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REPAIRING THE PIPELINE: Fewer Than Half of Low-Income Students and Students of Color in California Go to College, According to Education Trust–West Analysis

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Fewer than half of African American, Latino, and low-income ninth graders from the Class of 2010 were expected to go to college, according to Repairing the Pipeline: A Look at the Gaps in California’s High School to College Transition, an analysis by the Education Trust–West. As shown in the graph to the right, the estimated college-going rates for these students were 20 to 30 percentage points below those of their white and Asian peers.

Based on new data from the California Longitudinal Pupil Achievement Data System (CALPADS), the analysis finds that only 27 percent of California high schools serving high proportions of African American students and 10 percent of high schools serving high proportions of Latino students have high school graduation and college-going rates higher than the state average.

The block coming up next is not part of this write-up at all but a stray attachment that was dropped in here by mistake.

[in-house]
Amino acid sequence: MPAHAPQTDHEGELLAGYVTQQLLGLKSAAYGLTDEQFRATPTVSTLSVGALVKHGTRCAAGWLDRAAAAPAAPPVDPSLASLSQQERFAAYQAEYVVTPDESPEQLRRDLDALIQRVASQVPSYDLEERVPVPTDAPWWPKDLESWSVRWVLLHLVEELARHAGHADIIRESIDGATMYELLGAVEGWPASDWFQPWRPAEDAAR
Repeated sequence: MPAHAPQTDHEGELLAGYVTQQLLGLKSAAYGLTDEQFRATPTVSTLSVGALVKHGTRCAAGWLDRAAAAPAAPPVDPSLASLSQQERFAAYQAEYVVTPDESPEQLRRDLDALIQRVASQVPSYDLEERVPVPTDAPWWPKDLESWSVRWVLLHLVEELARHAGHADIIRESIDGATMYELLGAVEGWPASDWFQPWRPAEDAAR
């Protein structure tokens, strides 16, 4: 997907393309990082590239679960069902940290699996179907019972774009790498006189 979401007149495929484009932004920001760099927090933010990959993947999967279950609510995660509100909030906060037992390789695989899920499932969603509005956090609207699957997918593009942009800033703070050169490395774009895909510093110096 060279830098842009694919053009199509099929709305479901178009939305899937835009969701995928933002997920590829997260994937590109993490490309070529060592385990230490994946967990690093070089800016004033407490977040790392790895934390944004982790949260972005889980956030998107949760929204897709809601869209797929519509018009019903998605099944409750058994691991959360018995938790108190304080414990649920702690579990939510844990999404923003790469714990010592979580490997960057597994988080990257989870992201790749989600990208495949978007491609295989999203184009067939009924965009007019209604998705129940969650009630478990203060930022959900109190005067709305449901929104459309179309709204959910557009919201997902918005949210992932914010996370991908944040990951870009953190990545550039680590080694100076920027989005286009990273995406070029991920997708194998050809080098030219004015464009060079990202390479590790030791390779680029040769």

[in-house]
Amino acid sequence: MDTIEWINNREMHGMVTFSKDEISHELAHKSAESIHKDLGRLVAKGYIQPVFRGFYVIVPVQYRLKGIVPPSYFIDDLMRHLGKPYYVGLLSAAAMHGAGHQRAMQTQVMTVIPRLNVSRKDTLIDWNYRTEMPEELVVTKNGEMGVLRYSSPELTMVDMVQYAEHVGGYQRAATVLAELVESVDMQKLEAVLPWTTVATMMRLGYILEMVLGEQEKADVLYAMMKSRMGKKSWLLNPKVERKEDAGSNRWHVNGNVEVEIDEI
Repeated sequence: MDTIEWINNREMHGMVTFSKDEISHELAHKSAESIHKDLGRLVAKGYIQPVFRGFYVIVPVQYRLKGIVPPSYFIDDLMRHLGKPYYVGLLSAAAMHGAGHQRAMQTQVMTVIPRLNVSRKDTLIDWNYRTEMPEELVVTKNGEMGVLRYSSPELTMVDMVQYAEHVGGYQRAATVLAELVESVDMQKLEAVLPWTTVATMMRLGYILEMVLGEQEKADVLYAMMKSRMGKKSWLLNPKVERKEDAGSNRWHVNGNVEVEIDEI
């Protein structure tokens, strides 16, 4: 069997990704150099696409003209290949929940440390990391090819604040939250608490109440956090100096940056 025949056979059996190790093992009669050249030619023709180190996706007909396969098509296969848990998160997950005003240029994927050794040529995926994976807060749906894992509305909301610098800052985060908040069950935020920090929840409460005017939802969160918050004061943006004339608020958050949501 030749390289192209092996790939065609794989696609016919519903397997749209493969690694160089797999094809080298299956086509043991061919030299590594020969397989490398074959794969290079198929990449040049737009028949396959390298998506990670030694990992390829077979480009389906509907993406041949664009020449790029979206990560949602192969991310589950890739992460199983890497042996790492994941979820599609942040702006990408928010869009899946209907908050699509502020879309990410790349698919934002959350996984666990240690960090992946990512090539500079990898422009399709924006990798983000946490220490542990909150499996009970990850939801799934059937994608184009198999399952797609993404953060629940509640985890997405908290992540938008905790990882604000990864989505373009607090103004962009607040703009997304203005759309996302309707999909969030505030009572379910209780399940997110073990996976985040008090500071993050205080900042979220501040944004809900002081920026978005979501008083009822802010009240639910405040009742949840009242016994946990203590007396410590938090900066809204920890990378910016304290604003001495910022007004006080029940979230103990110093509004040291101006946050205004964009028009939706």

The analysis offers several recommendations for ensuring that more low-income students and students of color graduate from high school and go to college. For example, it suggests that high schools provide struggling students with additional education support and opportunities for credit recovery to decrease dropout rates. Additionally, it argues that high school graduation requirements should be aligned with state college entrance criteria. As evidence of this disconnect, the report notes that only one out of every six African American and Latino ninth graders in 2005 graduated in 2009 with the course work necessary to be eligible for entry into the University of California or California State University systems.

The complete analysis is available at

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